Melissa Yafoi and Matthew Vari | Post Courier | 29 July 2019
Details of the revised Mining Act will be presented in Parliament next month where Minister for Mining Johnson Tuke will also present an account of the mining sector in the country
Secretary for the Department of Mineral Policy and Geohazard Management, Harry Kore, said last Thursday.
Mr Kore said they are reviewing the Mining Act and have been directed to submit the Act in the next Parliament sitting.
“The revised Mining Act will go to Parliament in September this year.
“So as for the Mining Act, last year we introduced the Mineral Resources Authority Act and we are currently working in collaboration with MRA to revise the Mining Safety Act.
Our Act is as old as 1977 so we try to update it with the latest technology and advancements that is happening so we try to bring our act up to par with what we have internationally,” he said.
Mining Minister Johnson Tuke said the Mining Act is mostly colonial and a review is long overdue.
“I am promoting that in the coming (parliament) session. We’ve conducted our due diligences, we’ve visited all our agencies and it’s been on the shelf for the last six to seven years. I think this is prime time we have to do this.
“In the coming session also I might be able to update PNG on the status quo of all our mines but our engagement with Wafi-Golpu has came to a halt and it’s now before the courts so we will not comment on that,” he said.
Meantime PNG Chamber of Mines and Petroleum president Gerea Aopi told the 35th Australia PNG business forum in June that the mining industry would remain a strong supporter for development in the country, highlighting the 26 per cent contribution to GDP and 80 per cent of national export revenue.
“The sector also provides more than 20,000 jobs to Papua New Guineans, whilst 30,000 more are employed in landowner businesses, and other PNG businesses that support the industry,” Mr Aopi said.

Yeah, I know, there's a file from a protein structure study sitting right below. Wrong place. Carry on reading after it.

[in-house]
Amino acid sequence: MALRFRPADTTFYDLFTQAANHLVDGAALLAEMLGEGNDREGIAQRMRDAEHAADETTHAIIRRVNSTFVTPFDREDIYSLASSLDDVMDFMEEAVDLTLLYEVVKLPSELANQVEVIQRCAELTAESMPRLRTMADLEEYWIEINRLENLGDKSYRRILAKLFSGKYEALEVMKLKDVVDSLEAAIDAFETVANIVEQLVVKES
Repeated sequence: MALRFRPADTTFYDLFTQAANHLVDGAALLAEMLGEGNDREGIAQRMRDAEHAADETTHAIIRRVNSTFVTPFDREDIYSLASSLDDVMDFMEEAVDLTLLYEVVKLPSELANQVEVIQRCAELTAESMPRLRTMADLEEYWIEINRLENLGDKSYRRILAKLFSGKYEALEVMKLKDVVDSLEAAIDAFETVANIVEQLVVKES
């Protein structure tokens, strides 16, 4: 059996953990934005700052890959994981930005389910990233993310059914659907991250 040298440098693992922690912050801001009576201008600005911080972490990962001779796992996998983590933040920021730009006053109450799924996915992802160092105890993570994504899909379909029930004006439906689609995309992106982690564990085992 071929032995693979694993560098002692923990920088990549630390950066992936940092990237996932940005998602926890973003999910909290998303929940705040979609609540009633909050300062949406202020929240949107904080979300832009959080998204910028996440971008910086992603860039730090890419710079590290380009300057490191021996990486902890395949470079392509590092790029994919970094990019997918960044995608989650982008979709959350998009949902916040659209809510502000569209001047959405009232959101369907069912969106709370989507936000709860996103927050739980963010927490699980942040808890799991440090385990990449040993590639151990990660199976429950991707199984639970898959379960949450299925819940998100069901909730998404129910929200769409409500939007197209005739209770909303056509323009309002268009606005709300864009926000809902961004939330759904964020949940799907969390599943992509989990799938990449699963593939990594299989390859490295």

He said in order for the industry to continue supporting and growing the national economy, there needs to be stabled and predictable government policies and a favourable investment climate that underpins PNG’s investment attractiveness, clearly in reference to the proposed review to the mining act.
Recent statements also from government also highlighted tax income with Prime Minister James Marape urging major players in the mining and petroleum sectors to pay their “fair share of tax”.
A point which the chamber pointed out that its members pay corporate taxes, royalties, dividends, and also employee taxes on their wages, totalling to over K1.5 billion representing over 16 per cent of the total K9.1 billion tax revenue collected by the government in 2017 alone.
“While we support the government’s vision to increase the country’s revenue, we must remember that the resource industry has always been a strong contributor to PNG’s development and that the industry has always complied with taxation laws by paying its fair share of taxes,” the chamber announced in a statement earlier this month.